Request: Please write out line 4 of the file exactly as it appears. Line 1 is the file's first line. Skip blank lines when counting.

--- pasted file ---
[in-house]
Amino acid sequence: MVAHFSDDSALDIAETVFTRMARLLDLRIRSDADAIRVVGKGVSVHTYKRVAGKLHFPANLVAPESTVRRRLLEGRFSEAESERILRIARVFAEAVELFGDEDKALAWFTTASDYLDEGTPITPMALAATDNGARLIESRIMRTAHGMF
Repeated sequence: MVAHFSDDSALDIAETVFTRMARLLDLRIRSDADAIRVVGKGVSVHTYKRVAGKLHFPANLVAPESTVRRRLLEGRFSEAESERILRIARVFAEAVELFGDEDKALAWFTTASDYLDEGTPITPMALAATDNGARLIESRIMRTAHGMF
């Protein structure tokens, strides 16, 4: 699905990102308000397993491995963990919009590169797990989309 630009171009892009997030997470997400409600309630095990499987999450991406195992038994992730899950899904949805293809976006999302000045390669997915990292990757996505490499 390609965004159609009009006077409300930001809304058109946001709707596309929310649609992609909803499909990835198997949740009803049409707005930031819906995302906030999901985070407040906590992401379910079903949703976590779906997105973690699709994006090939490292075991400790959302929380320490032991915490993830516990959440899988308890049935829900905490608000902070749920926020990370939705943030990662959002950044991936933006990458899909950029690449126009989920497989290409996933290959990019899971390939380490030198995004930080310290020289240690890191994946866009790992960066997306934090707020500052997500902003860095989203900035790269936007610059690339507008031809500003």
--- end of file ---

């Protein structure tokens, strides 16, 4: 699905990102308000397993491995963990919009590169797990989309 630009171009892009997030997470997400409600309630095990499987999450991406195992038994992730899950899904949805293809976006999302000045390669997915990292990757996505490499 390609965004159609009009006077409300930001809304058109946001709707596309929310649609992609909803499909990835198997949740009803049409707005930031819906995302906030999901985070407040906590992401379910079903949703976590779906997105973690699709994006090939490292075991400790959302929380320490032991915490993830516990959440899988308890049935829900905490608000902070749920926020990370939705943030990662959002950044991936933006990458899909950029690449126009989920497989290409996933290959990019899971390939380490030198995004930080310290020289240690890191994946866009790992960066997306934090707020500052997500902003860095989203900035790269936007610059690339507008031809500003």